Community Economic Development
Learn transactional lawyering in a nonprofit, social justice setting.
Help low-income communities and low-wage workers build and sustain organizations to meet their needs and better their lives.
You will represent start-up nonprofit groups as they incorporate, obtain tax exemption and develop bylaws and internal structure. You will team with faculty and outside counsel on more complex transactional projects -- to negotiate contracts and commercial leases, form community land trusts, draft community benefits agreements, manage cooperative entities, navigate regulatory compliance, and help clients plan and execute programs and activities.
As a legal intern, you will practice basic skills of transactional lawyering in a social justice setting. You will help low-wage worker organizations, environmental justice advocates and community-based organizations to establish and maintain essential resources (e.g. affordable housing, childcare and health clinics). You will learn to negotiate, mediate, facilitate, draft legal documents, make community presentations, counsel clients and help them assess risks.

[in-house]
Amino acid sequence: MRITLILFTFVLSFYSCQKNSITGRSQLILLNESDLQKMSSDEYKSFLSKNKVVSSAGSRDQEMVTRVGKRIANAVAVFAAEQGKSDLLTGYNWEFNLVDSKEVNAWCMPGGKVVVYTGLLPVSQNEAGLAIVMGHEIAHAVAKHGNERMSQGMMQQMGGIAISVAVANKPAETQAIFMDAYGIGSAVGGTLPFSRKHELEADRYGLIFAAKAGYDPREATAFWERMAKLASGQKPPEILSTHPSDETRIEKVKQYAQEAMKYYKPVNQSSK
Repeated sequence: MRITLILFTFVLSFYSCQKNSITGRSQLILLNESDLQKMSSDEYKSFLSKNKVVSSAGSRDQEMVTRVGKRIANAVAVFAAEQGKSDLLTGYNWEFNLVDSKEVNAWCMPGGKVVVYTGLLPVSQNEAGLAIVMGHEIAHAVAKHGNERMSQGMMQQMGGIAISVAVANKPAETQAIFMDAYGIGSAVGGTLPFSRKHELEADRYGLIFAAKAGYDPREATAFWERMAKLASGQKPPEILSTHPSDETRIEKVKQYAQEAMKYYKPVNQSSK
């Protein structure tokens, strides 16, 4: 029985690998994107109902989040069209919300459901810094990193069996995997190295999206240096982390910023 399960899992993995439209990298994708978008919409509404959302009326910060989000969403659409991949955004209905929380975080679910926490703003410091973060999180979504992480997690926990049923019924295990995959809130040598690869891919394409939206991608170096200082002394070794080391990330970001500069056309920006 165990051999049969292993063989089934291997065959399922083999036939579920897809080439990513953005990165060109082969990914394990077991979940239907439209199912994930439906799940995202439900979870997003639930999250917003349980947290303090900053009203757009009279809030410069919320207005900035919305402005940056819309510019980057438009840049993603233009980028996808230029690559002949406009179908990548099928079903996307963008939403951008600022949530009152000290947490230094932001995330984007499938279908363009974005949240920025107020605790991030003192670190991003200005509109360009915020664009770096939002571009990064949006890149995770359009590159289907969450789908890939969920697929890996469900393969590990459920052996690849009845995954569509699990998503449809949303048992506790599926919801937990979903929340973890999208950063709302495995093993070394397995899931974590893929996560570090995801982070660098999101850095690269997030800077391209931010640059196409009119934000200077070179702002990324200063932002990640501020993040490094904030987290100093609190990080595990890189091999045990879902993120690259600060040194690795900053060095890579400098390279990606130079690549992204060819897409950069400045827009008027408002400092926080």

The CED Clinic is a collaborative environment in which student lawyers work with each other and with clients, community activists and other lawyers. Evening students are welcome.
Taking a Clinic was one of the best decisions I made in law school. Today, I work in the Tax-Exempt Organizations practice group of a major law firm, utilizing many of the transactional skills I developed while in the CED clinic.Justin Peters
Carter Ledyard & Milburn LLP
Community Economic Development Clinic 2015
This clinic is supervised by Brian Glick. Brian is the former Senior Community Economic Development Attorney at Brooklyn Legal Services A and counsel to numerous community groups. "OUR JOB IS TO KEEP THE NONPROFIT VEHICLE RUNNING SAFELY SO THE CLIENT CAN DRIVE IT WHERE THE CLIENT CHOOSES."